Adam Smith Blog

Undercover Economist

William Golding explains Brexit

Undercover Economist
For educational reading, the British political establishment might pick up something by William Golding, winner of the Nobel Prize for literature in 1983. Lord of the Flies (UK) (US) is his most famous work, with its grim suggestion that the line between innocent children and murderers is thin. For an insight into Brexit Britain’s current […]

Could we run the economy with an app?

Undercover Economist
The control room is hexagonal, containing a circle of white fibreglass swivel-chairs with red-brown cushions and inbuilt push-button panels. The room is reminiscent of Star Trek, but it is no film set. Project Cybersyn was an attempt in the early 1970s to algorithmically manage the Chilean economy in accordance with democratic socialist principles under President […]

Economicky words are just plain icky

Undercover Economist
Why can’t economists just speak plainly and clearly? The dismal science has had an image problem for a long time — long enough for most people to forget that the “dismal science” insult was hurled by the despicably eloquent racist Thomas Carlyle, in an argument over whether black plantation workers should be paid for their […]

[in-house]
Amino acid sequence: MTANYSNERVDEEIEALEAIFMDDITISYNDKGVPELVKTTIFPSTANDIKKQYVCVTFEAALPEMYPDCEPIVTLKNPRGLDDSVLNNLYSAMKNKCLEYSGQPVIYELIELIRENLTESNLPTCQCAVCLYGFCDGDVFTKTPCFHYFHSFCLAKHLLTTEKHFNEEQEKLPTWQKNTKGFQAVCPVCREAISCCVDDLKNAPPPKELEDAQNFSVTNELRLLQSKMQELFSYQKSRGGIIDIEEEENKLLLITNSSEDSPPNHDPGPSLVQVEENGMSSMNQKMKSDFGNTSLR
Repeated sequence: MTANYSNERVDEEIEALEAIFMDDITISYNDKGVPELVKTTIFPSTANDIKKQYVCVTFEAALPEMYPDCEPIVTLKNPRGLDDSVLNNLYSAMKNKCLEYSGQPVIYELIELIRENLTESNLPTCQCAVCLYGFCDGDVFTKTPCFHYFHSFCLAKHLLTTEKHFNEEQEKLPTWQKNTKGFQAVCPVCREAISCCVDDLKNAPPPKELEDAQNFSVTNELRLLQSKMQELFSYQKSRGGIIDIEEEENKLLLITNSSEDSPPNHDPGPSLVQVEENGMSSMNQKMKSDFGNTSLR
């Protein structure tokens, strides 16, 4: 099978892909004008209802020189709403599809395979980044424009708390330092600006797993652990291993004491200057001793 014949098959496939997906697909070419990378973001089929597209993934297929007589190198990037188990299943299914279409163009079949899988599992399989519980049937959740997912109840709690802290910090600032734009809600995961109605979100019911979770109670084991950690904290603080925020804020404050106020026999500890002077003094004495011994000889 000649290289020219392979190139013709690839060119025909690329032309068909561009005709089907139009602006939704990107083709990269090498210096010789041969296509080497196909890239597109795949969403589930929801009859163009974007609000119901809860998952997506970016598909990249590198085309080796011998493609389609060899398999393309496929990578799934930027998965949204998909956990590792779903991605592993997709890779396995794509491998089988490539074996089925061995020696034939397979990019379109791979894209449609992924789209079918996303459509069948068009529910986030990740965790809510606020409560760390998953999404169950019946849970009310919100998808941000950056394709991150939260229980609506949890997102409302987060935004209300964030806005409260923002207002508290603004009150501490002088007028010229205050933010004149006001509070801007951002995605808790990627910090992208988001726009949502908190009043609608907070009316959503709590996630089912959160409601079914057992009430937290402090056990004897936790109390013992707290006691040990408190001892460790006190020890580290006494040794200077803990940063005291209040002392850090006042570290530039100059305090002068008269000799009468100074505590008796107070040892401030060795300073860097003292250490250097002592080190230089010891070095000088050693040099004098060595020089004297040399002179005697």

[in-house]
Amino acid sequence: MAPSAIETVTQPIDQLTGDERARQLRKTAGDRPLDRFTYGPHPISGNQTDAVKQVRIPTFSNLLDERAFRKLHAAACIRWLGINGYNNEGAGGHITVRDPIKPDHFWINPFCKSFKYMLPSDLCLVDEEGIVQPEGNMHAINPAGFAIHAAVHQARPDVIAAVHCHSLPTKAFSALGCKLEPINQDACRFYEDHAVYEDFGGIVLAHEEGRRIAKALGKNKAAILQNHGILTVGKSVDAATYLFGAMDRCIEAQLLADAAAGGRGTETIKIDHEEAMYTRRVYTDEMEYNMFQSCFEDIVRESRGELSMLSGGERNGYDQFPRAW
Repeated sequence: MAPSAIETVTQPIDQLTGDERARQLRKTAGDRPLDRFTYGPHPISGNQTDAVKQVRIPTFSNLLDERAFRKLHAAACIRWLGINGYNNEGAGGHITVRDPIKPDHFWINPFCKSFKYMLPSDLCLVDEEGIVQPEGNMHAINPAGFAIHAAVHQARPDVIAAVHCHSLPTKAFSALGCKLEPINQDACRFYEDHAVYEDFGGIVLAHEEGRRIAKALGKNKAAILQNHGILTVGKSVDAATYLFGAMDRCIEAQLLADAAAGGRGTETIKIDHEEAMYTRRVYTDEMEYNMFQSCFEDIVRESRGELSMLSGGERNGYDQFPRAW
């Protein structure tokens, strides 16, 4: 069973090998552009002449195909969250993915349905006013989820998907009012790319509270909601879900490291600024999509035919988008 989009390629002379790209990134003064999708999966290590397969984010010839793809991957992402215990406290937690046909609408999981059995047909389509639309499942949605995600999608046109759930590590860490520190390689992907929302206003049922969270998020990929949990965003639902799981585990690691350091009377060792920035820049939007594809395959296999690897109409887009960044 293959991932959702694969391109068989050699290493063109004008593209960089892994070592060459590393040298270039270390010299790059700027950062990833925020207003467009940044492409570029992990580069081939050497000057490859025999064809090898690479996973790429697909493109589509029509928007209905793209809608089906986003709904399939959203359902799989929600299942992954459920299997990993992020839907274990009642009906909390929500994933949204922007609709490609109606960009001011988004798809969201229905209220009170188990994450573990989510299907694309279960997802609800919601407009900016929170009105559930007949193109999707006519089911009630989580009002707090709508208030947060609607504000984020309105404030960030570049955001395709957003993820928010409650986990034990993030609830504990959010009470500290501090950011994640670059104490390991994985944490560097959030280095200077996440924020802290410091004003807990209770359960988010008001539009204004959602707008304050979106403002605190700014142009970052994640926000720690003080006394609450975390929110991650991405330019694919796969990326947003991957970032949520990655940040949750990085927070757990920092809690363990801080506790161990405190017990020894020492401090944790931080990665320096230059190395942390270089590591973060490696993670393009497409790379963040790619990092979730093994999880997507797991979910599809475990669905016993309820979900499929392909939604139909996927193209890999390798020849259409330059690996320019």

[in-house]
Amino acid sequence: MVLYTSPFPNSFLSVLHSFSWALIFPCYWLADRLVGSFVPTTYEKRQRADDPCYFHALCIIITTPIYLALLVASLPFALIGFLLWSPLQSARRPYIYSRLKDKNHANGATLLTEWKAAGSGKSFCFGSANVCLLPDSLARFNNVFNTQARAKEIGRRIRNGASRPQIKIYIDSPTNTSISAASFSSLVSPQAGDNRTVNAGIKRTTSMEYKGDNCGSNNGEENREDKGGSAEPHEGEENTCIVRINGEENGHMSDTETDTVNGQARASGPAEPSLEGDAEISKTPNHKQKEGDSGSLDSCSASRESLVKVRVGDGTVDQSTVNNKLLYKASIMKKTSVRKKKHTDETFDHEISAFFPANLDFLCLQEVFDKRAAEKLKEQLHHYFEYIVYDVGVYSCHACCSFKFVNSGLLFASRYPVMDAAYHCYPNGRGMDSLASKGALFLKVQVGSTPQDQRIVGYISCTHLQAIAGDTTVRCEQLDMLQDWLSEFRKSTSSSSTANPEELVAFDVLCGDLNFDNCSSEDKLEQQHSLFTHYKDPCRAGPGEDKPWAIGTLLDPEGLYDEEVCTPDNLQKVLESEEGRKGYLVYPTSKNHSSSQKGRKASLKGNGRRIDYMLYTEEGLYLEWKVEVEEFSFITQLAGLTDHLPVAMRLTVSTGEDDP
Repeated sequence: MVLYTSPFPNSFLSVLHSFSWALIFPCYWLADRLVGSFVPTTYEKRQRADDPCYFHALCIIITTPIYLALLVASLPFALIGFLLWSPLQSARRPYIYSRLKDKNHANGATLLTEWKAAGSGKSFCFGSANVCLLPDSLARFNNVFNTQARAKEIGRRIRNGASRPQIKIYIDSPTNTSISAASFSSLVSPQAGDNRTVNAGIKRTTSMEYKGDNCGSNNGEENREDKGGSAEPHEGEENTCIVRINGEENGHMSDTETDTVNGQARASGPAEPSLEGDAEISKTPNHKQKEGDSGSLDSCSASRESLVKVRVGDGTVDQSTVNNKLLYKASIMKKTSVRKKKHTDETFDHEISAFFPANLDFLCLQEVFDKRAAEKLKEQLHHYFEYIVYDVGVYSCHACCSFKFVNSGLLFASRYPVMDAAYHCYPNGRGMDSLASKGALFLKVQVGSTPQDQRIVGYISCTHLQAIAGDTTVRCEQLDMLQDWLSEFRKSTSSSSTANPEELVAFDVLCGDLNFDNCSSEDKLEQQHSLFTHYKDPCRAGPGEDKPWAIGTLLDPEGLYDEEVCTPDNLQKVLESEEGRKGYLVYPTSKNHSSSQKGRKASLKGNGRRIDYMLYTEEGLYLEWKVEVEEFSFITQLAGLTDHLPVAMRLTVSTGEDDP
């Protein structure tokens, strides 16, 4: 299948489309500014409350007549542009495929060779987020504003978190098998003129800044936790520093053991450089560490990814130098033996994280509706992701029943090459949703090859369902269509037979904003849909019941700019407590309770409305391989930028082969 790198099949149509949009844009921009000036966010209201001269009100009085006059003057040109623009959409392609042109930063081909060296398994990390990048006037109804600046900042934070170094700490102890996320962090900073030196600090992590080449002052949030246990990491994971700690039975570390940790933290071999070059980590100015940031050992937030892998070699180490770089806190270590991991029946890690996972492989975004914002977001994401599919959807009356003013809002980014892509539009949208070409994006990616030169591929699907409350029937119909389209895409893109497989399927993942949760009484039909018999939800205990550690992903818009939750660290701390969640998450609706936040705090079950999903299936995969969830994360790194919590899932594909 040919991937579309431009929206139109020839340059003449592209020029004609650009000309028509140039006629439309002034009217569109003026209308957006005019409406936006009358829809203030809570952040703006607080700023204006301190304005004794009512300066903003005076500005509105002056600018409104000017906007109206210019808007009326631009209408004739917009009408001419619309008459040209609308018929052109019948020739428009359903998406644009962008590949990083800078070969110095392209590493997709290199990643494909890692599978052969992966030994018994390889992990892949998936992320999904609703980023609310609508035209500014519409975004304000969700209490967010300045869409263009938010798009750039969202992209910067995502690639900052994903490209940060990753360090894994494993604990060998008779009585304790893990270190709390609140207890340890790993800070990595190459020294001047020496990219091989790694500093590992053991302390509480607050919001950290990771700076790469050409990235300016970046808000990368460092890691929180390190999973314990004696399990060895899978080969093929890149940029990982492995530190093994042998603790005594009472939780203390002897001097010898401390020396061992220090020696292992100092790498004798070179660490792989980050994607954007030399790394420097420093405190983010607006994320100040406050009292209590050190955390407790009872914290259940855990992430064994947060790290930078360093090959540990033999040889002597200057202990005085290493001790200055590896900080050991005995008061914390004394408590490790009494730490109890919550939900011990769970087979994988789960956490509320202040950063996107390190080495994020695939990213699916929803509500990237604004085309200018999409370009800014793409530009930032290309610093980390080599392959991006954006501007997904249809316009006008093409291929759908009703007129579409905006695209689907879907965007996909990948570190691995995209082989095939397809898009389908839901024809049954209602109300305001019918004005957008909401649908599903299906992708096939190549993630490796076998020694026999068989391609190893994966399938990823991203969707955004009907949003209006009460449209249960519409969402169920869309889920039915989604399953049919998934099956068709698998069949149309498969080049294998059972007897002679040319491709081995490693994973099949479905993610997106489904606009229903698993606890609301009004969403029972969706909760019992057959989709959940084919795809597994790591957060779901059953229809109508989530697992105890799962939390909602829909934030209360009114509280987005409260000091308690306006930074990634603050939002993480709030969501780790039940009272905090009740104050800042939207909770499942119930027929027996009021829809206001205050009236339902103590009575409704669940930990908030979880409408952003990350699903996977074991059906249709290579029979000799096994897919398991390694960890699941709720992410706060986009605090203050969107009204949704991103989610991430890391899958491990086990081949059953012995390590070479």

Why the robot boost is yet to arrive

Undercover Economist
To adapt a 30-year-old quip from the great economist Robert Solow: you can see the robots everywhere except in the productivity statistics. This fact has been puzzling me for a few years now. Productivity growth is disappointing — especially but not only in the UK — and it has been for years. Unemployment is near […]

The dangers of dark nudging

Undercover Economist
“If you want people to do the right thing, make it easy.” That is the simplest possible summary of Nudge (UK) (US) by Cass Sunstein and Richard Thaler. We are all fallible creatures, and so benevolent policymakers need to make sure that the path of least resistance goes to a happy destination. It is a simple […]